While studies have ranked Detroit the 12th most sprawling metro area in the country, and one of the fastest sprawling, Dick said baby boomers who want smaller homes in walkable community will join with millennials, 16-35, who don’t want to drive and prefer smaller, lower-cost housing, to drive demand in urban places.

“The biggest city in the state still hasn’t yet fully responded to the trend for more walkable urban placemaking,” Dick said. “The pressure is now on, and the timing couldn’t be better.” He said a comprehensive transit system is essential to the trend.

“At some point in time we have to begin to understand that there’s going to be a whole generation of people that either don’t want to or will not be able to own a car,” he said. “Frankly, that’s going to cross generations.”

Ride sharing apps for rural use and the last urban half mile

By Sharlan Douglas

Might ride sharing apps like Uber and Lyft solve transit challenges in rural and urban America?

Beginning in November, the state of Nebraska will experiment with a 24-hour ride hailing service that would complement existing public transit in rural areas. Liberty, a company that sprang from a U.S. department of transportation business incubation program, will recruit drivers from schools, police and the Veteran Administration who will keep 80 percent of the estimated dollar per mile fee. The service will add flexibility on occasions when scheduled paratransit routes don’t match the needs of patients, workers or even people who just want to go out for pizza. Here’s the full story.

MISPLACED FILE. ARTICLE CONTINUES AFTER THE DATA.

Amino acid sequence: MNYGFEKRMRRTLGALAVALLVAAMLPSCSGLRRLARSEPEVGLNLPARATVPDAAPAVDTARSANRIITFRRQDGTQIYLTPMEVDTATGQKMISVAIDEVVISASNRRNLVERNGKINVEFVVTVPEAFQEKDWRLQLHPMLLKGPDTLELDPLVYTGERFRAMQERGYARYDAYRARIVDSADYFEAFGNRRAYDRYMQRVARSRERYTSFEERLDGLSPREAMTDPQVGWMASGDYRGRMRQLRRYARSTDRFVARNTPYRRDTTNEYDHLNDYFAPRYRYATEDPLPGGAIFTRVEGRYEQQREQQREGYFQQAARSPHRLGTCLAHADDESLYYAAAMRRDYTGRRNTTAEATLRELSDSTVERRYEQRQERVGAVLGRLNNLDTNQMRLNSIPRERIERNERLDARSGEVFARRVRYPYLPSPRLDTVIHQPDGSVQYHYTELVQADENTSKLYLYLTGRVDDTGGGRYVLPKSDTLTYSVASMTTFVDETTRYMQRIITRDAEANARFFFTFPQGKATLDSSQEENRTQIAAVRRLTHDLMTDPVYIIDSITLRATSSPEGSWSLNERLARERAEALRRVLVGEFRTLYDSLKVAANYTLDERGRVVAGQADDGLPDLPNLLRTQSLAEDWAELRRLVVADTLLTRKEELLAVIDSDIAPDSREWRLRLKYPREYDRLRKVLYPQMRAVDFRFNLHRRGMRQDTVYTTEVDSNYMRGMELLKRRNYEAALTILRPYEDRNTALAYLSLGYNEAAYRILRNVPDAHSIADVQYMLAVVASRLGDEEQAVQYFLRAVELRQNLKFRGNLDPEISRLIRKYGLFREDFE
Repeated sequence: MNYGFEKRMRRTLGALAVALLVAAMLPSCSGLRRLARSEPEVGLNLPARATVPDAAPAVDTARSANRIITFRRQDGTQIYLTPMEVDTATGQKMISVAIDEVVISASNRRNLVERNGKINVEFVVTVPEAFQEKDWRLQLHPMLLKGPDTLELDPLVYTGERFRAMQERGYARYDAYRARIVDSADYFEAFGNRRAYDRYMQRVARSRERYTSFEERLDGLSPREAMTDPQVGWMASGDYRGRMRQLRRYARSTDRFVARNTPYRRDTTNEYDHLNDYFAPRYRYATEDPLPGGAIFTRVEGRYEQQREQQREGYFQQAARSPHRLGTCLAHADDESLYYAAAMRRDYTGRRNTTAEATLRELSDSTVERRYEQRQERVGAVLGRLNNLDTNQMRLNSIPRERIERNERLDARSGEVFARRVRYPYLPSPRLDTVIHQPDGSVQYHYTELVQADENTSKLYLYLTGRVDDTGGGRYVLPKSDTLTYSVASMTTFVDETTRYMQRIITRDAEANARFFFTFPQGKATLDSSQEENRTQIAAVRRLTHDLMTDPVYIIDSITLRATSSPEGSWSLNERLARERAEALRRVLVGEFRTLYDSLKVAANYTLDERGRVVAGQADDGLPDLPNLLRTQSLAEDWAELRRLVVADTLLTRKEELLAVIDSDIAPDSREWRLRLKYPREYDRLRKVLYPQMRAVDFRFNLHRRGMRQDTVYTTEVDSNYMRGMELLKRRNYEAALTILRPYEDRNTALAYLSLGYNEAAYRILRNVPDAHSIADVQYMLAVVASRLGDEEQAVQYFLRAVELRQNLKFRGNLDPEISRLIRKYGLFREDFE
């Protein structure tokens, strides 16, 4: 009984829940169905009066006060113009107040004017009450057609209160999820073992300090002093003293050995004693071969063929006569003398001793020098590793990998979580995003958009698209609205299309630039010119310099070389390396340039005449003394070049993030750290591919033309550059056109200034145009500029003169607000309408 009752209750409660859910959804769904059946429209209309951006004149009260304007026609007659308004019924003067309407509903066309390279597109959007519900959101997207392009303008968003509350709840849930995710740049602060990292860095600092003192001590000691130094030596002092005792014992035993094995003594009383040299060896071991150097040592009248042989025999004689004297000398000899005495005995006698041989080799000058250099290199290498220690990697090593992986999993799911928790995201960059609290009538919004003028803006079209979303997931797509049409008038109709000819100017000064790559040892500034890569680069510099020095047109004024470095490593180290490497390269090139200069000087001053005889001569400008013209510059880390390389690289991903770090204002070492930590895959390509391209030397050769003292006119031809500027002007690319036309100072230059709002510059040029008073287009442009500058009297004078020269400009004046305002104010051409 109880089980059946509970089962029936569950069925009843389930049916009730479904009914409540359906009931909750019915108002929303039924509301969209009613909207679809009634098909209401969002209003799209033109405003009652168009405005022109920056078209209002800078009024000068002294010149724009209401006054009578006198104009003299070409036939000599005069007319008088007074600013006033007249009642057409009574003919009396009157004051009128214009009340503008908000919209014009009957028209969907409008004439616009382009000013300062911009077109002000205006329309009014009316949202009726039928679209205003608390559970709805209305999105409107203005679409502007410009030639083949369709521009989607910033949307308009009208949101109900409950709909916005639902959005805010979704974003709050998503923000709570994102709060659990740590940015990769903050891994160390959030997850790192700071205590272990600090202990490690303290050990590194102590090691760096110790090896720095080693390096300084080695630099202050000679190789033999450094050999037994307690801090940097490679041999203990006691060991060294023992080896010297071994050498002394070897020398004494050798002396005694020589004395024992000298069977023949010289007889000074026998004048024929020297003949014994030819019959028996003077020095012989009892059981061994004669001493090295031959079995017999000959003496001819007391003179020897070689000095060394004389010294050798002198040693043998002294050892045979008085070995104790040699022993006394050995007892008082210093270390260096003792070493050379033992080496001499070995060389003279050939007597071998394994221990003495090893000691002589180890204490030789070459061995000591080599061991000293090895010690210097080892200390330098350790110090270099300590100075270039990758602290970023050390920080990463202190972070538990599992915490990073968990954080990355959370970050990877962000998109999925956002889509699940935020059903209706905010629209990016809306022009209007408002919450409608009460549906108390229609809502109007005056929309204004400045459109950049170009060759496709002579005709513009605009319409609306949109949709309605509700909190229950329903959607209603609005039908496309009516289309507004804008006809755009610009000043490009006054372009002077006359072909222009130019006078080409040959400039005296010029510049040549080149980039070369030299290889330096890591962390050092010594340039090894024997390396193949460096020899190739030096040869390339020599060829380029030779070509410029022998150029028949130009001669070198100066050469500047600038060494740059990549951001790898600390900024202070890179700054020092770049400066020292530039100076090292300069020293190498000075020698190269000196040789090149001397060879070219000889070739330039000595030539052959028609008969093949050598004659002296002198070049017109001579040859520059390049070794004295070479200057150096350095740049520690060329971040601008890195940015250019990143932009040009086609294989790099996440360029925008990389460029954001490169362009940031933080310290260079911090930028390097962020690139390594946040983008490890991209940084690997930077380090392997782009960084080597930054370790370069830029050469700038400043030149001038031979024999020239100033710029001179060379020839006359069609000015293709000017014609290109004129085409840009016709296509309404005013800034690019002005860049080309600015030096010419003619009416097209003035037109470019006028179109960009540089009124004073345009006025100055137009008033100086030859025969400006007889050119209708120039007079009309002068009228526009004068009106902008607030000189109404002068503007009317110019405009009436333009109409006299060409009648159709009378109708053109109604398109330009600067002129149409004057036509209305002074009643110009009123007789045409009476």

In my opinion, ride sharing may also solve the problem of the “last half mile” in urban areas. The law of diminishing returns limits the ability to extend subways or fixed-route buses and connecting street buses. Why couldn’t transit agencies license the Uber or Lyft app or develop their own? They could vet drivers and either they or social service agencies might partly underwrite the rides for those in need.

6 CWA communities are among Michigan’s best places to live

By John Enos

The Detroit Free Press recently published an article of the top 25 places in Michigan to live. This article was based on a study by Niche.com that looked at several factors including, quality of education, nightlife, health and fitness and family amenities. Carlisle/Wortman provides continuing planning assistance to  six of the top 25 places. Just sayin’.

  1. Ann Arbor, Washtenaw County
  2. Scio Township, Washtenaw County
  3. Pittsfield Charter Township, Washtenaw County
  4. Troy, Oakland County
  5. Saline, Washtenaw County
  6. Northville, Wayne County

Suburban living challenge those who want to age in place

By Dick Carlisle

The aging of our population will be, without a doubt, the single most significant factor changing the way we plan communities for the foreseeable future. Older adults would be better served in towns with smaller homes; more compact, walkable living environments; close proximity to commercial, social and cultural amenities, and alternative transportation, yet many can’t or don’t want to leave their suburban homes, as this Miami Herald article reports.